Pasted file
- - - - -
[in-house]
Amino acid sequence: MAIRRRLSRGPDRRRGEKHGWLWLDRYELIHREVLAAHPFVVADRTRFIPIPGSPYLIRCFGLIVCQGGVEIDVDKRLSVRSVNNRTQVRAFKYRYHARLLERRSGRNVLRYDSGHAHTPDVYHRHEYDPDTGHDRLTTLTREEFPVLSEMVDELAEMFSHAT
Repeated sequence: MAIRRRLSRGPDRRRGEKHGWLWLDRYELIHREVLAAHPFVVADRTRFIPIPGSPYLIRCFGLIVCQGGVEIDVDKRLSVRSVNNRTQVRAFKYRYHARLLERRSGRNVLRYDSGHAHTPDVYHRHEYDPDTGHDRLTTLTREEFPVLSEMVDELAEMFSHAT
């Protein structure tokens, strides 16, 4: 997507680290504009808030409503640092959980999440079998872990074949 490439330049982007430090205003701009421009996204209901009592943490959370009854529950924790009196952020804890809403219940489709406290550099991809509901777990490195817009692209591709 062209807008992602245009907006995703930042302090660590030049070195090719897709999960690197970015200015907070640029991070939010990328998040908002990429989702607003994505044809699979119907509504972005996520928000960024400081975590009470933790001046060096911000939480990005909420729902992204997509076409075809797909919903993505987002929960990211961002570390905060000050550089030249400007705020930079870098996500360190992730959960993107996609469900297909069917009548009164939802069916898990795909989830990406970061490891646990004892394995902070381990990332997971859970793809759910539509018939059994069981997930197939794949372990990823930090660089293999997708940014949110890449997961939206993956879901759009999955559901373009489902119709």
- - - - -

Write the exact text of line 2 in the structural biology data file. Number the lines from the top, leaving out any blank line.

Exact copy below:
Amino acid sequence: MAIRRRLSRGPDRRRGEKHGWLWLDRYELIHREVLAAHPFVVADRTRFIPIPGSPYLIRCFGLIVCQGGVEIDVDKRLSVRSVNNRTQVRAFKYRYHARLLERRSGRNVLRYDSGHAHTPDVYHRHEYDPDTGHDRLTTLTREEFPVLSEMVDELAEMFSHAT